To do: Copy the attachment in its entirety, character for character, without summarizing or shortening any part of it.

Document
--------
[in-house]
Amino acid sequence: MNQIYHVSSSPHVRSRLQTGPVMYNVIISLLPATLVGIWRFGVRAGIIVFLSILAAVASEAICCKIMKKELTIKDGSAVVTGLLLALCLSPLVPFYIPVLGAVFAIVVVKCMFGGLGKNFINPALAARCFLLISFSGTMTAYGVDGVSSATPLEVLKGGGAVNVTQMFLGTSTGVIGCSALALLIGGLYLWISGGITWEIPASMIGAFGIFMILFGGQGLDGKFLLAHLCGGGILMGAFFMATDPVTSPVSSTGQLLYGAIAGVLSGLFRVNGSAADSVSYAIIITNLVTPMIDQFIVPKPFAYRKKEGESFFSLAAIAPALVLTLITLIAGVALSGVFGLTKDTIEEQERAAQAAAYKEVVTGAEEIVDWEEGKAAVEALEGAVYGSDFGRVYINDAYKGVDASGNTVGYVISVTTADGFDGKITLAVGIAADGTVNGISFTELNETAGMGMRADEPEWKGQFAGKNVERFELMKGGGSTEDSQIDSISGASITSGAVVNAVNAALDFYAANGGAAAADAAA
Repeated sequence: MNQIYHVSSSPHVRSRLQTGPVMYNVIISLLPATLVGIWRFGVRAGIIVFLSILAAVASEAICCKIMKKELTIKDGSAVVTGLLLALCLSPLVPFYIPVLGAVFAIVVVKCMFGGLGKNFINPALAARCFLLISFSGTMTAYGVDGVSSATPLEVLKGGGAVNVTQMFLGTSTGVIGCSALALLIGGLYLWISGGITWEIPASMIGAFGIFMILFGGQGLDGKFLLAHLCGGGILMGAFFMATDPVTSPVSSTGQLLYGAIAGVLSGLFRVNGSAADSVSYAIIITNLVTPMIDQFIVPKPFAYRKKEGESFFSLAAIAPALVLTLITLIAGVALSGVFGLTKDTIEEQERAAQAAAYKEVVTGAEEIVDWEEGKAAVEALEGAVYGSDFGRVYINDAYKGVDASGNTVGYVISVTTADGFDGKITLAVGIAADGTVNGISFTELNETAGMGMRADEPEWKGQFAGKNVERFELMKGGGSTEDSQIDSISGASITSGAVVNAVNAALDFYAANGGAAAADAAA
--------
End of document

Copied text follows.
[in-house]
Amino acid sequence: MNQIYHVSSSPHVRSRLQTGPVMYNVIISLLPATLVGIWRFGVRAGIIVFLSILAAVASEAICCKIMKKELTIKDGSAVVTGLLLALCLSPLVPFYIPVLGAVFAIVVVKCMFGGLGKNFINPALAARCFLLISFSGTMTAYGVDGVSSATPLEVLKGGGAVNVTQMFLGTSTGVIGCSALALLIGGLYLWISGGITWEIPASMIGAFGIFMILFGGQGLDGKFLLAHLCGGGILMGAFFMATDPVTSPVSSTGQLLYGAIAGVLSGLFRVNGSAADSVSYAIIITNLVTPMIDQFIVPKPFAYRKKEGESFFSLAAIAPALVLTLITLIAGVALSGVFGLTKDTIEEQERAAQAAAYKEVVTGAEEIVDWEEGKAAVEALEGAVYGSDFGRVYINDAYKGVDASGNTVGYVISVTTADGFDGKITLAVGIAADGTVNGISFTELNETAGMGMRADEPEWKGQFAGKNVERFELMKGGGSTEDSQIDSISGASITSGAVVNAVNAALDFYAANGGAAAADAAA
Repeated sequence: MNQIYHVSSSPHVRSRLQTGPVMYNVIISLLPATLVGIWRFGVRAGIIVFLSILAAVASEAICCKIMKKELTIKDGSAVVTGLLLALCLSPLVPFYIPVLGAVFAIVVVKCMFGGLGKNFINPALAARCFLLISFSGTMTAYGVDGVSSATPLEVLKGGGAVNVTQMFLGTSTGVIGCSALALLIGGLYLWISGGITWEIPASMIGAFGIFMILFGGQGLDGKFLLAHLCGGGILMGAFFMATDPVTSPVSSTGQLLYGAIAGVLSGLFRVNGSAADSVSYAIIITNLVTPMIDQFIVPKPFAYRKKEGESFFSLAAIAPALVLTLITLIAGVALSGVFGLTKDTIEEQERAAQAAAYKEVVTGAEEIVDWEEGKAAVEALEGAVYGSDFGRVYINDAYKGVDASGNTVGYVISVTTADGFDGKITLAVGIAADGTVNGISFTELNETAGMGMRADEPEWKGQFAGKNVERFELMKGGGSTEDSQIDSISGASITSGAVVNAVNAALDFYAANGGAAAADAAA